According to wikipedia: functional programming is a programming paradigm that treats computation as the evaluation of mathematical functions and avoids state and mutable data. (emphasis mine).
Is this really true? My personal understanding is that it makes the state more explicit, in the sense that programming is essentially applying functions (transforms) to a given state to get a transformed state. In particular, constructs like monads let you carry the state explicitly through functions. I also don't think that any programming paradigm can avoid state altogether.
So, is the wikipedia definition right or wrong? And if it is wrong what is a better way to define functional programming?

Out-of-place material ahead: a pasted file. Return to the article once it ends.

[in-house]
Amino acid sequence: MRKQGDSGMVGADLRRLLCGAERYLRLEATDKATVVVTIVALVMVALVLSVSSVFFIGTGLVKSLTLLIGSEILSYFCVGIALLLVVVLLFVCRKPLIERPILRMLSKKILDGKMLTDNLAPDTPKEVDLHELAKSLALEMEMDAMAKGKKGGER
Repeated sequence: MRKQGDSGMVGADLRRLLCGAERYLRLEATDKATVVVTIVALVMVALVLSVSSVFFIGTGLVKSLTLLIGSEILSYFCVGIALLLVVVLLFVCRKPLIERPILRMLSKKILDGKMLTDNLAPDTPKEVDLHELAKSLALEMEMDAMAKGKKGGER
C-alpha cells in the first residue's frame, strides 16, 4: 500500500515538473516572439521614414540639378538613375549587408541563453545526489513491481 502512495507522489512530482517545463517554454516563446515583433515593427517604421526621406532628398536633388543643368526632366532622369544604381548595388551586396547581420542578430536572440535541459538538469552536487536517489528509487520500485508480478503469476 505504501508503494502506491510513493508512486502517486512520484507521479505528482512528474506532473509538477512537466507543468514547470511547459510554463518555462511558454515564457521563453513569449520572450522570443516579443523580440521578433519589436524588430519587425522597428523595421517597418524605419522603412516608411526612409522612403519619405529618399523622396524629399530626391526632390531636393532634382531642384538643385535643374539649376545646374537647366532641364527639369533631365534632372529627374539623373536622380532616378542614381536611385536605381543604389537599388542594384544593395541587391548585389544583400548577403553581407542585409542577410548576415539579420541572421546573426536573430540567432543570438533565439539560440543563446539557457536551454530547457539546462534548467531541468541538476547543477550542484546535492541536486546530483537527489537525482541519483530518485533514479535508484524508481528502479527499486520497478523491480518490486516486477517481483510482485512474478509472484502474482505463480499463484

Edit: I guess a central point in this question is what is state? Do you understand state to be variables or object attributes (mutable data) or is immutable data also state? To take an example (in F#):
let x = 3 let double n = 2 * n let y = double x printfn "%A" y
would you say this snippet contains state or not?
Edit 2: Thanks for everyone for participating. I now understand the issue to be more of a linguistic discrepancy, with the use of the word
state differing from one community to the other, as Brian mentions in his comment. In particular, many in the functional programming community (mainly Haskellers) interpret
state to carry some state of dynamism like a signal varying with time. Other uses of
state in things like finite state machine, Representational State Transfer, and stateless network protocols may mean different things.